[EDIT] - Thinking about this some more, Zapier is a subset of IFTTT the concept as in I could Zapier's functionality in the sentence "if X then Y", but that statement actually doesn't mean anything because you can maneuver X to be just about anything and Y to be just about anything. Zapier supports non-trigger based workflows from what I understand and so does IFTTT... so maybe they're more equivalent than anything with Zapier focusing on enterprise-level polished integrations.

I would put it the other way round. There's stuff I do with Zapier that I can't see how to do with IFTTT. In particular the path functionality and Python/Javascript embedding mean I can string lots of zaps together into very complex workflows.

IFTTT created a product (and a closed one at that, being dismissive of developers wanting to give them free labor to create integrations). Zapier created a platform and actively courted developers wanting to add integrations.

It's been a year+ since I've done any work w/ either. At the time IFTTT was 'consumer-y' and Zapier was 'business-y'. By which I mean, I could wire together meaningful workflows in Zapier across multiple SaaSs inserting my own javascript to clean things up along the way. At the time IFTTT wasn't as developer friendly.

From what I've used they approached a similar domain problem from different angles.

Zapier - B2B and web app apis, IFTTT - Home and IOT automation.

For me it was that IFTTT allows only one IF condition and one THEN step, whereas Zapier allows more simoltanous IFs & then THENs. IFTTT is free, & kind of have no limit, whereas Zapier allows only 100 executions of your zaps in a month.

I've been following Zapier from the sidelines for a while, and from early on I was fascinated about the way they managed to leverage the network effect to grow.

In retrospect it seems obvious, but they probably would't be where they are today if they hadn't built it as an open platform (for partners developing their own zaps) from the beginning.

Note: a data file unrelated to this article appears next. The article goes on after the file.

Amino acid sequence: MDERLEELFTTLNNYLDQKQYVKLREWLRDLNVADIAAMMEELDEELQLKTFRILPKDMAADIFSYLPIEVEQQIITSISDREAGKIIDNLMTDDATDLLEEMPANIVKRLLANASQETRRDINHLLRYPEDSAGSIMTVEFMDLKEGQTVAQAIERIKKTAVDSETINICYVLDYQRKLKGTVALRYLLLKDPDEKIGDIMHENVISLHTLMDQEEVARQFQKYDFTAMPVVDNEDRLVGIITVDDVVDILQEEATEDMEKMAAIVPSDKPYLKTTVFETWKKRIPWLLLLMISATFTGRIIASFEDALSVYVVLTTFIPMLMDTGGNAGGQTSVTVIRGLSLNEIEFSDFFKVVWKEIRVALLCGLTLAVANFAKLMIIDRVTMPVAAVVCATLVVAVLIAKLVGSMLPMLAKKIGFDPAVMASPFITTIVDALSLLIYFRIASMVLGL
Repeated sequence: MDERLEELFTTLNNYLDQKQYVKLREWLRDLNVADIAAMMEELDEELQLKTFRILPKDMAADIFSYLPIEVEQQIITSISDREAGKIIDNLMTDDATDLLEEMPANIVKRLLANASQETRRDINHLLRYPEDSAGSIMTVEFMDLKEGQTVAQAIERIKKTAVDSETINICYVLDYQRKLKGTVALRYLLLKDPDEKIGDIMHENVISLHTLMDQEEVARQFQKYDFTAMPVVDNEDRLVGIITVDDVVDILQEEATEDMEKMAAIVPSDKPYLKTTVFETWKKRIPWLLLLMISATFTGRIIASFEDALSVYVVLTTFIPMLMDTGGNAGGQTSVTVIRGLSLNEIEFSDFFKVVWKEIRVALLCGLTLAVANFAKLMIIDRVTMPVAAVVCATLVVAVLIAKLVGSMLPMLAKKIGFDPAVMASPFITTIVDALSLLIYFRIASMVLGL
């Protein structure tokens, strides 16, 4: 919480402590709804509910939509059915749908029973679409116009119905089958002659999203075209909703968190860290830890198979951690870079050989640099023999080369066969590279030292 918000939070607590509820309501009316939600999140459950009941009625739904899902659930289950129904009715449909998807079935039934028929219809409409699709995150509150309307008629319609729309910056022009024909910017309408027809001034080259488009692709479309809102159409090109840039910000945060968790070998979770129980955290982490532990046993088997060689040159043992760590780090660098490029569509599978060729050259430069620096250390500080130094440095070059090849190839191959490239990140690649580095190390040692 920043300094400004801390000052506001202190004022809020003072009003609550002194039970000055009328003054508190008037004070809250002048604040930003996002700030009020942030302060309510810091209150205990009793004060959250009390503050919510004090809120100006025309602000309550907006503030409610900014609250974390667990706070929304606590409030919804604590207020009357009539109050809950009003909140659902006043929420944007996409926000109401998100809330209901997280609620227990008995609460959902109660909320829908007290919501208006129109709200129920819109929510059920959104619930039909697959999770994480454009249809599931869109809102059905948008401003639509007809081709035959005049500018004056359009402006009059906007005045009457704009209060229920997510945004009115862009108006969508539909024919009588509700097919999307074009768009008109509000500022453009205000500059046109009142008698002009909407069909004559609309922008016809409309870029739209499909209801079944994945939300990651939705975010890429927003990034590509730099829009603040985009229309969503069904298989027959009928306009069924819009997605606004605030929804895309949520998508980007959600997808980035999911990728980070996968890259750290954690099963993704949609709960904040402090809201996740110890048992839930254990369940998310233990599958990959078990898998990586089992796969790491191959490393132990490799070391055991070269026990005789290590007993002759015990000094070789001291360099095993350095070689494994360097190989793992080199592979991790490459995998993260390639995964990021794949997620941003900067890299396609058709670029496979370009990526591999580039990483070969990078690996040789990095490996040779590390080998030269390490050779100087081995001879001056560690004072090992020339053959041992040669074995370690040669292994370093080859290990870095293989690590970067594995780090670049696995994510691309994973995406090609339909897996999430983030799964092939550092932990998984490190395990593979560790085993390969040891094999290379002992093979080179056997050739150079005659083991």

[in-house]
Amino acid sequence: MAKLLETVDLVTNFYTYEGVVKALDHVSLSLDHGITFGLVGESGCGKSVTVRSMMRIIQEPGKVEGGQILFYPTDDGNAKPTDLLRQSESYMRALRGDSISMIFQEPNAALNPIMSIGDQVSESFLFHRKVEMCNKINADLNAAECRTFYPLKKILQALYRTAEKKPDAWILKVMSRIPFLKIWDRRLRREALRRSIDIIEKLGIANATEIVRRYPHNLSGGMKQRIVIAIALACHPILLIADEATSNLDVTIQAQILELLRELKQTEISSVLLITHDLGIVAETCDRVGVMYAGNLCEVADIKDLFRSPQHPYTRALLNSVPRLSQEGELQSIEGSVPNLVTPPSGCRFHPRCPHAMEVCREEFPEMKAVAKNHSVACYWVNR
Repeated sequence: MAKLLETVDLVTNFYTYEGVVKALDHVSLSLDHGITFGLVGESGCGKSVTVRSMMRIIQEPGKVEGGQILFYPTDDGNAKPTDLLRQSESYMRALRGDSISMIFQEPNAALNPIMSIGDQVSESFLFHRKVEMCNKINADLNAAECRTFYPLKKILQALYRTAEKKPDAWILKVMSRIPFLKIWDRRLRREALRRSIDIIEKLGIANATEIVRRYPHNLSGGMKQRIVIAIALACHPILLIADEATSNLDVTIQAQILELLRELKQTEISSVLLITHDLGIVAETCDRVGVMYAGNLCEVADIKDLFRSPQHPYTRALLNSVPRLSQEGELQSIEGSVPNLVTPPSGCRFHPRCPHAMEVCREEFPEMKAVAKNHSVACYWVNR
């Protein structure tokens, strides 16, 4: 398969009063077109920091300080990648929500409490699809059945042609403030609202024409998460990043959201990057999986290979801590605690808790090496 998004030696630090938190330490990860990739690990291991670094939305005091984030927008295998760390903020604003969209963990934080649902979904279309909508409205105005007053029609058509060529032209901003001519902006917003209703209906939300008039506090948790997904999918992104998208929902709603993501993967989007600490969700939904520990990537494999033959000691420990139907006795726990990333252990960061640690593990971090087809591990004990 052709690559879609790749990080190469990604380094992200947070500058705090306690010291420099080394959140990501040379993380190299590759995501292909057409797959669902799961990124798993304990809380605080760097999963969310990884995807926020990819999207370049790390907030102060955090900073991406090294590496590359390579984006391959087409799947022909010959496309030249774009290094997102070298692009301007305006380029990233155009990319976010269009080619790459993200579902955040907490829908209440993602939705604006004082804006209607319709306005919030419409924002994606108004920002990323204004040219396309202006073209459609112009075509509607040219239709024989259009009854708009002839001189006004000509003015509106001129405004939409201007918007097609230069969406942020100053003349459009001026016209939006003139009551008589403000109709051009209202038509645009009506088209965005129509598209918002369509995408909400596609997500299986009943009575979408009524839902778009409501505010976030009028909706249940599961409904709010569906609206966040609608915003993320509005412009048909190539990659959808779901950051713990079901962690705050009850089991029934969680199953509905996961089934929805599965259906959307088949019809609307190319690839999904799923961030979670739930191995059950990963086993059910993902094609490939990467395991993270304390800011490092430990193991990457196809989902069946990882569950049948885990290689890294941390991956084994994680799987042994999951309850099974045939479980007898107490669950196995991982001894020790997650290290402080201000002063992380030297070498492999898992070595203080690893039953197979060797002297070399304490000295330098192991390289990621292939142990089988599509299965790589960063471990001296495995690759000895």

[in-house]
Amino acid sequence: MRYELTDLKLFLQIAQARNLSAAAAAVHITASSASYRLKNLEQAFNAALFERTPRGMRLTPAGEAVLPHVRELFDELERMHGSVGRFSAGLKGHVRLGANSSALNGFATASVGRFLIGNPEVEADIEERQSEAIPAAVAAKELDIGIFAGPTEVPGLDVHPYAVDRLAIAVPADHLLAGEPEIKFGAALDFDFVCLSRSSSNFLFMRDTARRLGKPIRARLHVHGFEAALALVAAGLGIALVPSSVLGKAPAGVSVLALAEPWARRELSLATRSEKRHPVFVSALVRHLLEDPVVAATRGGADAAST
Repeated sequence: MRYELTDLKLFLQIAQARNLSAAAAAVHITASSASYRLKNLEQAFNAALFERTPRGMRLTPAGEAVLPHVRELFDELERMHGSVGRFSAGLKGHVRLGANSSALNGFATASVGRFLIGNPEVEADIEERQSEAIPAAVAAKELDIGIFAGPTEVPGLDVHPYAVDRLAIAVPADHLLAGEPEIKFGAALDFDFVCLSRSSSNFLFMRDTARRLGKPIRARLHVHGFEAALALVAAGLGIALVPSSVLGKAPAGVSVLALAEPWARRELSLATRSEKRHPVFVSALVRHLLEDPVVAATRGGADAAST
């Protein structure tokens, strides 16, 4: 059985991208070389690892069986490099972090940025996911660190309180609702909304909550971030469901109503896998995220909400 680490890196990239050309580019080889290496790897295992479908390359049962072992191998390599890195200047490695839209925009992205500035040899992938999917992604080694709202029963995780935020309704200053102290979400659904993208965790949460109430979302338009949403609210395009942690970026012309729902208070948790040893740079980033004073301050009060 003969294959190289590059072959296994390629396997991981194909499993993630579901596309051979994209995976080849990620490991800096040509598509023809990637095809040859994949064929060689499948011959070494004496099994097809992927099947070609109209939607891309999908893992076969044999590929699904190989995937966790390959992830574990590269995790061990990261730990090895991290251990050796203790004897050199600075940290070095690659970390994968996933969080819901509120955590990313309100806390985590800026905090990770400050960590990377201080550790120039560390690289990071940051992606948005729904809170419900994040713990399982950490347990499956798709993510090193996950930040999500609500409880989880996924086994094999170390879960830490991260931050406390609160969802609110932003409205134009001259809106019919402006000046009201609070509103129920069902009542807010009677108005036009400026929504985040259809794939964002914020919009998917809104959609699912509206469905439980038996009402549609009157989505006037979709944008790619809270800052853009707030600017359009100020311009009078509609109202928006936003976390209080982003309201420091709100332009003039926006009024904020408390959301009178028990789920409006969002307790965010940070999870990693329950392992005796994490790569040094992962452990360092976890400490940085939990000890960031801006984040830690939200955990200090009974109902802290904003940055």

Actually met two of the founders (Wade and Bryan) in mountain view when they were based in the YC offices (5+ years ago). Sometimes it's easy to think someone's just lucky, but in this case I think it's pure focus, talent, and a great understanding of the acquisition sources that got them here.

Looking forward to see where they'll be in another 5 years.

“created 25,000 search optimized landing pages”

It’s garbage that this approach works for SEO. Who wakes up in the morning and decides that creating 25k versions of the same web page is a good use of time, automated or not. Apparently it pays off, but I don’t want to compete on who can generate the most fluff, and it’s bogus that this behavior is rewarded.

They mention that these pages were created for every combination of “connect service X to service Y”, which matches twhat people are actually looking for, so I would argue this is a great use of 25K landing pages that are adding value and being rewarded by google for doing so.

It is fantastic. I pay for Zapier and sometimes I end up on these pages when searching simply because I was unaware of a new integration. The pages do a fantastic job of showing people a solution they are searching for.

It's funny. This happened to me yesterday. Not a new integration but I wanted to know if I could get data from a forum into a Google sheet once a month.

Zapier landing page: Sure, just use a webhook trigger to Google sheets.

It's not 25k versions of the same web page. It's a page for each combination of app that they service.